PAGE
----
John Brenkus has been a pioneer in the fields of television, sport and science for over 20 years. As Creator/Executive Producer and Host of Sport Science, he has appeared in and produced over 1,500 segments that have been featured on ESPN’s entire sports platform including: SportsCenter, Monday Night Football, the NBA Finals, Sunday Night Baseball, and The Masters just to name a few. John has won 6 Emmys and has written a NYT/USA Today bestseller called “The Perfection Point” that explores the absolute limit of human performance. Watch his talk here:
Did you know that billions of pounds of produce is thrown away every year for cosmetic imperfections? In “Let’s Talk About Ugly Vegetables and Fruit,” Mike Meinhardt provides key insight into an issue happening within the food system that most consumers are conveniently unaware of. It’s an enormous problem, but it’s also a problem that’s easy to fix.
The first step is bringing awareness to the issue. Did you know that if all of the ugly cucumbers each year were stacked end to end, they would reach from the Earth to the moon and back, eight times?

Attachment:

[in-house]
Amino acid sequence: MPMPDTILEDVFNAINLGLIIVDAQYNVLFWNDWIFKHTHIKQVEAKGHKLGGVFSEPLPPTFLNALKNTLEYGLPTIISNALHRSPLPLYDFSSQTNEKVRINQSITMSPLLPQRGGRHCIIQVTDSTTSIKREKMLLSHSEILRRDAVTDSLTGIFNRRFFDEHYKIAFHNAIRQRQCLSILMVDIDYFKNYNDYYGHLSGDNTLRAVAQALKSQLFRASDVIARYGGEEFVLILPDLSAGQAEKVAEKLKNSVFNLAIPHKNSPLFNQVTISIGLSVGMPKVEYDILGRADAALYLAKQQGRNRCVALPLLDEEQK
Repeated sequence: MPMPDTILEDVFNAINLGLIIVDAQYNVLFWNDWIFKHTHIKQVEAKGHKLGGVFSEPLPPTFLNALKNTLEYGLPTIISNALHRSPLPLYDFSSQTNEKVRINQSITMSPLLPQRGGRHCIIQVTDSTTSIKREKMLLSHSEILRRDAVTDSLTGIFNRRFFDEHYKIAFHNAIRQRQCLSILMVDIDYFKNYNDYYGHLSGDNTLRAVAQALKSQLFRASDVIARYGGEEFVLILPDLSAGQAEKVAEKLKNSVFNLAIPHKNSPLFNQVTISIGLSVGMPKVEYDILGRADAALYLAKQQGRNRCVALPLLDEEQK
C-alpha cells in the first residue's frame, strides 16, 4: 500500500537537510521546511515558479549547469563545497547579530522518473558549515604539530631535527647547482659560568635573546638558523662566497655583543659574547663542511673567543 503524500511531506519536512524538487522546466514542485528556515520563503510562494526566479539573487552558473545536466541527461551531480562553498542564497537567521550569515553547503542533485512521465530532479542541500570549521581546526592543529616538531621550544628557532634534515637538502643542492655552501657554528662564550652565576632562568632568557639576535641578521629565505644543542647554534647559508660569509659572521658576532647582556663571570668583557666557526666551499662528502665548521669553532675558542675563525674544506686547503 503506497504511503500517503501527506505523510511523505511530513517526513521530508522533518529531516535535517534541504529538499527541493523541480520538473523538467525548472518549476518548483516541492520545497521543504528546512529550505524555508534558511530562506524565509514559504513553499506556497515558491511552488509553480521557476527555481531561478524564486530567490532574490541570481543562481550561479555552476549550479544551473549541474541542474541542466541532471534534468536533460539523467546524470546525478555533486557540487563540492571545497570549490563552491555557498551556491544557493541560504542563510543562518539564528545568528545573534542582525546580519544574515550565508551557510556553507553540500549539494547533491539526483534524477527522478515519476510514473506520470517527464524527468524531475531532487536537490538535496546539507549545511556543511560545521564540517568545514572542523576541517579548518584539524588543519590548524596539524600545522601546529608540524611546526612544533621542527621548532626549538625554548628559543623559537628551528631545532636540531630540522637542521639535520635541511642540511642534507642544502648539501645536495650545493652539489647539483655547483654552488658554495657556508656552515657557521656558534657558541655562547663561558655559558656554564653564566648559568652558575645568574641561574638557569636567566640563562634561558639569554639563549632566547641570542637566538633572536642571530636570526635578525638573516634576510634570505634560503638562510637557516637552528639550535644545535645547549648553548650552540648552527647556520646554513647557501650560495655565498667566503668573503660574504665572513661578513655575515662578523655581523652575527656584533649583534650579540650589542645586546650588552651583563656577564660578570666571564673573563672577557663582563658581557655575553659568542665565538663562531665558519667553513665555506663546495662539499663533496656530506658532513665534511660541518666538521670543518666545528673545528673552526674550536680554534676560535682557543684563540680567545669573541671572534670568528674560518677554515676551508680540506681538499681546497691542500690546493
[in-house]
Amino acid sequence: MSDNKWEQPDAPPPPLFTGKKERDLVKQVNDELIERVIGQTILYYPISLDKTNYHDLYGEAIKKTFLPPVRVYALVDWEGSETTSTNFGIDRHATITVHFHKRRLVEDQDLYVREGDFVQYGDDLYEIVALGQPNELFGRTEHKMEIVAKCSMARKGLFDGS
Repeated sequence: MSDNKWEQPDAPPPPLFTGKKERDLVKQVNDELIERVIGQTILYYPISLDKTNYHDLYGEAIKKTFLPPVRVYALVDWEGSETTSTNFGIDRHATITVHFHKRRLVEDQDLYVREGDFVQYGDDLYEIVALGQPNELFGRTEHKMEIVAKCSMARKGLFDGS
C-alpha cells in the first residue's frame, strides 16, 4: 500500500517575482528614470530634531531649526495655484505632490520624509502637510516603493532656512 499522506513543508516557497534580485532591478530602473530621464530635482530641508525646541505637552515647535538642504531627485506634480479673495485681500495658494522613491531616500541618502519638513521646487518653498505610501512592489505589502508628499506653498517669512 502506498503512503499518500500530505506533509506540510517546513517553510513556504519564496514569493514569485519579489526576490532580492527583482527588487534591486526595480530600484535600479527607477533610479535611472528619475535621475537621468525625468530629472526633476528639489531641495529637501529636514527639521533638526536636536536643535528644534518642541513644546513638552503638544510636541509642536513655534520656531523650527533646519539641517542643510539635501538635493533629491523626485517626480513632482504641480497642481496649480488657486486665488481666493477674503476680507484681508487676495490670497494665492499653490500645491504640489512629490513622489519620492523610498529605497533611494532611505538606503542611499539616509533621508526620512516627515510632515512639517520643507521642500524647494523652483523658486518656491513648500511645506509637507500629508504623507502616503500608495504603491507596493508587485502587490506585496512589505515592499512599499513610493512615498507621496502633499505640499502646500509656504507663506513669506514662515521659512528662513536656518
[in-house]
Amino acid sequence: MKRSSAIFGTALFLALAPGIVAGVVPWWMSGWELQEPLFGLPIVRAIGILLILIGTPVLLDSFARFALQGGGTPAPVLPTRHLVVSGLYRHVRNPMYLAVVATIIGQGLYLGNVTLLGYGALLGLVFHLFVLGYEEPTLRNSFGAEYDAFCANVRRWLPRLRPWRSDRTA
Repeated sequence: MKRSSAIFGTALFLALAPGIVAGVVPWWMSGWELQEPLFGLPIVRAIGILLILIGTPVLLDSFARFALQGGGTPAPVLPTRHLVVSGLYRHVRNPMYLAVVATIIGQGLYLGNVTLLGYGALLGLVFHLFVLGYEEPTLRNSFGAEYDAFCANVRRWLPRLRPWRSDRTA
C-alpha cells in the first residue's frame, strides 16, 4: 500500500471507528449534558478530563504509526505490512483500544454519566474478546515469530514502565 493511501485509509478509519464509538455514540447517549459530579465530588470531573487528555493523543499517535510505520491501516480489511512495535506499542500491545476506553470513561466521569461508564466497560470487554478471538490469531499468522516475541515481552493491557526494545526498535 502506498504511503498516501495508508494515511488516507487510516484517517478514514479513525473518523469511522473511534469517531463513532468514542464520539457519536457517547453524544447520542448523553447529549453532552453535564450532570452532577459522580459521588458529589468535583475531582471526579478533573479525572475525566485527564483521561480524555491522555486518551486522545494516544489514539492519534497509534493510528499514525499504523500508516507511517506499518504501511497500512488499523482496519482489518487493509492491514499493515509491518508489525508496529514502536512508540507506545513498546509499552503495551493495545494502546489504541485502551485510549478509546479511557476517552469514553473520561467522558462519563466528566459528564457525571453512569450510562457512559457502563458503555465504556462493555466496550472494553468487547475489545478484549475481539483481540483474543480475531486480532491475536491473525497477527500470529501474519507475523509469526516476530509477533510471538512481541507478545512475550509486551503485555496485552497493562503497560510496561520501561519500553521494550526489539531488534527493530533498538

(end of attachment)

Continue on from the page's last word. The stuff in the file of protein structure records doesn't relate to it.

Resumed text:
“When was the last time you saw anything other than perfect looking produce at your local grocery store? Farmers are great at what they do, but just like veggies in your backyard garden, mother nature does have a say in how produce grows. And just like any of us, they’re not always perfect. In a recent, independent blind taste test, 10 out of 10 people could not taste the difference between a supermodel carrot, and one with three legs.”
From marketing consumer packaged beverages with Coca-Cola and Molson to promoting professional sports with the National Football League, Mike Meinhardt has spent his 20-year career developing inventive programs that drive increased consumer traffic, retail volume and revenue for the companies he serves. In recent years, Mike brought his marketing expertise to local growers at RedHat Cooperative and introduced a number of innovative programs aimed at raising the profile of local fresh produce while tackling the complex issue of food waste. Watch his full talk here: